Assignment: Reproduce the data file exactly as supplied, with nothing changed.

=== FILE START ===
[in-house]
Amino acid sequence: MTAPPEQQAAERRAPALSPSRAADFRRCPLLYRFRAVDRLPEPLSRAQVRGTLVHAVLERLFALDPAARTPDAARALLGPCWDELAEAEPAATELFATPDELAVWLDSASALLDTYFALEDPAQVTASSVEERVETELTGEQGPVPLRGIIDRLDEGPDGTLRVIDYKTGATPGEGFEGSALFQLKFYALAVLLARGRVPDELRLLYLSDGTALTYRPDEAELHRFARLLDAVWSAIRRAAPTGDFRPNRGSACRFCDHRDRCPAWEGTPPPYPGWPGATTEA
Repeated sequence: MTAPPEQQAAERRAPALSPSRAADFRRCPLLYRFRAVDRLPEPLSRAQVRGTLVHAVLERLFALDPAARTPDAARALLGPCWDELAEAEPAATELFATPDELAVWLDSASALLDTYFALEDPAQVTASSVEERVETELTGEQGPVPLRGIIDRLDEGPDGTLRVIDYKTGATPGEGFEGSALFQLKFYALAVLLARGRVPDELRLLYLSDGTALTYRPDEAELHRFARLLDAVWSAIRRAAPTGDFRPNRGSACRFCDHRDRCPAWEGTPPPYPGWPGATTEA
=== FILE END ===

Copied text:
[in-house]
Amino acid sequence: MTAPPEQQAAERRAPALSPSRAADFRRCPLLYRFRAVDRLPEPLSRAQVRGTLVHAVLERLFALDPAARTPDAARALLGPCWDELAEAEPAATELFATPDELAVWLDSASALLDTYFALEDPAQVTASSVEERVETELTGEQGPVPLRGIIDRLDEGPDGTLRVIDYKTGATPGEGFEGSALFQLKFYALAVLLARGRVPDELRLLYLSDGTALTYRPDEAELHRFARLLDAVWSAIRRAAPTGDFRPNRGSACRFCDHRDRCPAWEGTPPPYPGWPGATTEA
Repeated sequence: MTAPPEQQAAERRAPALSPSRAADFRRCPLLYRFRAVDRLPEPLSRAQVRGTLVHAVLERLFALDPAARTPDAARALLGPCWDELAEAEPAATELFATPDELAVWLDSASALLDTYFALEDPAQVTASSVEERVETELTGEQGPVPLRGIIDRLDEGPDGTLRVIDYKTGATPGEGFEGSALFQLKFYALAVLLARGRVPDELRLLYLSDGTALTYRPDEAELHRFARLLDAVWSAIRRAAPTGDFRPNRGSACRFCDHRDRCPAWEGTPPPYPGWPGATTEA